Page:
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Howard's legacy, Julia's new spin

By Bruce Haigh - posted Wednesday, 7 July 2010

Listening to “a surprised” John Howard taking a tough line against the decision of the International Cricket Council (ICC) to exclude him from contention of Vice President of the organisation, one is struck by how little he learnt or understood from his time as Prime Minister.

And for that we are all to blame.

Grovelling or perhaps not too bright commentators have said of Howard that the corrupt Indian administrators of the game had knocked Howard back because they would not want someone of his fierce and principled reputation for exposing the truth to be appointed to a position where he might make life difficult for them.


What about the Australian Wheat Board, Children Overboard, the Intervention and his backdoor entry to the war in Iraq? None of these issues have been properly investigated and we the Australian people have shown no stomach or determination for them to be examined. The British have conducted an enquiry into why they went to war in Iraq, but not us. Sweep it under the carpet; that is the extent of our determination. Meantime our moral resolve gets steadily white anted by our collective desire to praise, irrespective of the merits of that praise, all things Australian.

Isolated by an inferiority complex that can only process praise, we refuse to face certain unpleasant facts about Australia. And if there is one person who represents all that is now lacking with regards to race and human rights it is Howard and his prime ministership, with his appalling philosophy of whatever it takes and the lengths to which he took it.

Do we really believe we live in a vacuum? The Indian government, media, people and other organisations, including the Indian Cricket Board are well aware of his shortcomings. The ICB is unwilling to put its views forward, but the leak to the respected Indian media outlet Times Now says it all. The problem for them is John Howard and his unrepentant racism, dating from his support of Apartheid through to the appalling attack on Mohammed Haneef, the Indian doctor based in Queensland.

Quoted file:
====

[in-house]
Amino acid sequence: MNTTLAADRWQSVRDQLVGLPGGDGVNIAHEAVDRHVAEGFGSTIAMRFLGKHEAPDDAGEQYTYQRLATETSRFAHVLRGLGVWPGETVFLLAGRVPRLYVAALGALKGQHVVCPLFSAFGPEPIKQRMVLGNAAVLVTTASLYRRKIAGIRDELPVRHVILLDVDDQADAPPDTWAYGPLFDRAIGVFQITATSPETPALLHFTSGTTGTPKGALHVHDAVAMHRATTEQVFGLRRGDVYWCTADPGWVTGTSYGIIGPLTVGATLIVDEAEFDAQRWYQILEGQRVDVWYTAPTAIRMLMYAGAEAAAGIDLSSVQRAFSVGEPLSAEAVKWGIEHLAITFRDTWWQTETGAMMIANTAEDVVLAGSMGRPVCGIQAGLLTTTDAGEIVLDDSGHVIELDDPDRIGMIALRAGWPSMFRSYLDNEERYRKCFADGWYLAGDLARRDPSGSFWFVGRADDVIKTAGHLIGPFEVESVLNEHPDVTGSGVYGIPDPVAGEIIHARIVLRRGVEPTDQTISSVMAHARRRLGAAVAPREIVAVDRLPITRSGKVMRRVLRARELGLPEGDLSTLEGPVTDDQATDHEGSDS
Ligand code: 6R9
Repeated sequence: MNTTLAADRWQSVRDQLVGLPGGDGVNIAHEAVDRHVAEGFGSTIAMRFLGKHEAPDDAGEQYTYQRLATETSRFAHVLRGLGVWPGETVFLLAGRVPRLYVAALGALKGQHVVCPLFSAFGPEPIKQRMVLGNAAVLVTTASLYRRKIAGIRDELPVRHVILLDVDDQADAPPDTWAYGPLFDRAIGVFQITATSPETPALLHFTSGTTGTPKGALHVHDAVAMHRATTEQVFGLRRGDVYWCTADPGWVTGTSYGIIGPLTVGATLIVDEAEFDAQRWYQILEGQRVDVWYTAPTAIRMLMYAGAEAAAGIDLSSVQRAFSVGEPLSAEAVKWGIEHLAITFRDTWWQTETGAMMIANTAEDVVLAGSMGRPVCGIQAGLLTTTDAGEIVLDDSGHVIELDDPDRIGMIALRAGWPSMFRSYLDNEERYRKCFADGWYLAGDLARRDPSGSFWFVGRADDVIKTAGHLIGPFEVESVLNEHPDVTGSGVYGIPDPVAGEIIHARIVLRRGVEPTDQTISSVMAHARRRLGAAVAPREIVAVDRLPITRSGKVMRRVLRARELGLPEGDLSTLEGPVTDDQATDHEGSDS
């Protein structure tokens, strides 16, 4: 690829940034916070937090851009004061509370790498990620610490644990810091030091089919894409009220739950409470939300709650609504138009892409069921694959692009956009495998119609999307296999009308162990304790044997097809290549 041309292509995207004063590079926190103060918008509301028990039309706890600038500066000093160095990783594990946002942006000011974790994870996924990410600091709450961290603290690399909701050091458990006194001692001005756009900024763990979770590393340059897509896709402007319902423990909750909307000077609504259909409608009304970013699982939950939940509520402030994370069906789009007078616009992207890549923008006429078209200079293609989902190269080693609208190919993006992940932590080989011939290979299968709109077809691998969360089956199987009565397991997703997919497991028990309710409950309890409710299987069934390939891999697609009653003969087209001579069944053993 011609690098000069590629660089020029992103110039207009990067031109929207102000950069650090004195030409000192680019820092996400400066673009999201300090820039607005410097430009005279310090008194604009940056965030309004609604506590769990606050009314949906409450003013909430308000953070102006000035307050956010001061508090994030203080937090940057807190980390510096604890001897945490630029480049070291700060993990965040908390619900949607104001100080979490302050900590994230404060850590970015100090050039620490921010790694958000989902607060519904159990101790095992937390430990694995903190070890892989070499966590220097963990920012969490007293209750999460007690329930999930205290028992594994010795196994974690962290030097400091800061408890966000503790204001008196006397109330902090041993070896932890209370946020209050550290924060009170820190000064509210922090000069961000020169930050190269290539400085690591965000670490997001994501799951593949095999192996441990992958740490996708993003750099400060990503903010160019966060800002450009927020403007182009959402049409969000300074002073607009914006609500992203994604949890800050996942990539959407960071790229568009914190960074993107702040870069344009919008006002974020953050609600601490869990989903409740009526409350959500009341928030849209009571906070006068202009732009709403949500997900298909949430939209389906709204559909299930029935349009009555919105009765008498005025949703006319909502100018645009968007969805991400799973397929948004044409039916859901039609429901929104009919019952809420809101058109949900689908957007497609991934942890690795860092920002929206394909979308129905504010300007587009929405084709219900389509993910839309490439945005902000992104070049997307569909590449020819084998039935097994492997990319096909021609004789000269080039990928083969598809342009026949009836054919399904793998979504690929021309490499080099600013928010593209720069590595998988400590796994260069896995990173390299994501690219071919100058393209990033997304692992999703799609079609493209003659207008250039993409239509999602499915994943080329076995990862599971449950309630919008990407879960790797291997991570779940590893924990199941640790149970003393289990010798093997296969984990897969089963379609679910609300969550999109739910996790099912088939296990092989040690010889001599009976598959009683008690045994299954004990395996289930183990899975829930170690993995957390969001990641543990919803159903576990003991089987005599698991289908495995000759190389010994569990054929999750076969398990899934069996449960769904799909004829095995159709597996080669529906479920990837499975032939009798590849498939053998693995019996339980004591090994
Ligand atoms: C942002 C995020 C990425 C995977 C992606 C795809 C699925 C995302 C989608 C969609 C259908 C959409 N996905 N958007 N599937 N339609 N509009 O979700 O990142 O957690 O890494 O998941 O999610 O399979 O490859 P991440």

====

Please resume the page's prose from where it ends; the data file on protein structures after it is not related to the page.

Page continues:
Haneef is the issue which has beached Howard’s run for the ICC and he, and we, should have seen it coming. Who are these naïve Australian cricketing officials who put Howard up? Have they no idea what people in Asia and Africa have been saying about Australia behind our backs for the last 12 years or more.

Clearly former Prime Minister Rudd was in the same boat with his silly and ill-advised quest to get a seat on the UN Security Council. We have no chance and will be lucky to get enough votes to save face.

Five, six, seven thousand refugees by boat and we make it into an election issue. Spare me, particularly when the people we should be concerned about from organised crime and sharpsters come in by plane, on forged visas and stolen passports. And how many do this? It is hard to get reliable information because it is smothered by the rackets and corruption surrounding these entrants.


Haneef will haunt Howard for the rest of his days. Not long after this appalling event occurred I went to see the Indian High Commissioner in Canberra. He was livid and if he was livid you can imagine the reaction in India. Attacks on Indian students have only played into earlier perceptions. If India did not want our uranium they might have said a lot more. But Howard no longer holds power, feelings can be vented and they have been.

I have just returned from South Africa. I was posted there as a diplomat. Amongst other things I was a people smuggler for individuals facing torture and death under the Apartheid regime. I have travelled often to the country. I ran a program bringing Black South Africans to Australia for training.

There is no sense of subterranean racism in South Africa, what you see and hear on the street, in pubs, restaurants and lounge rooms is what you get.

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About the Author

Bruce Haigh is a political commentator and retired diplomat who served in Pakistan and Afghanistan in 1972-73 and 1986-88, and in South Africa from 1976-1979

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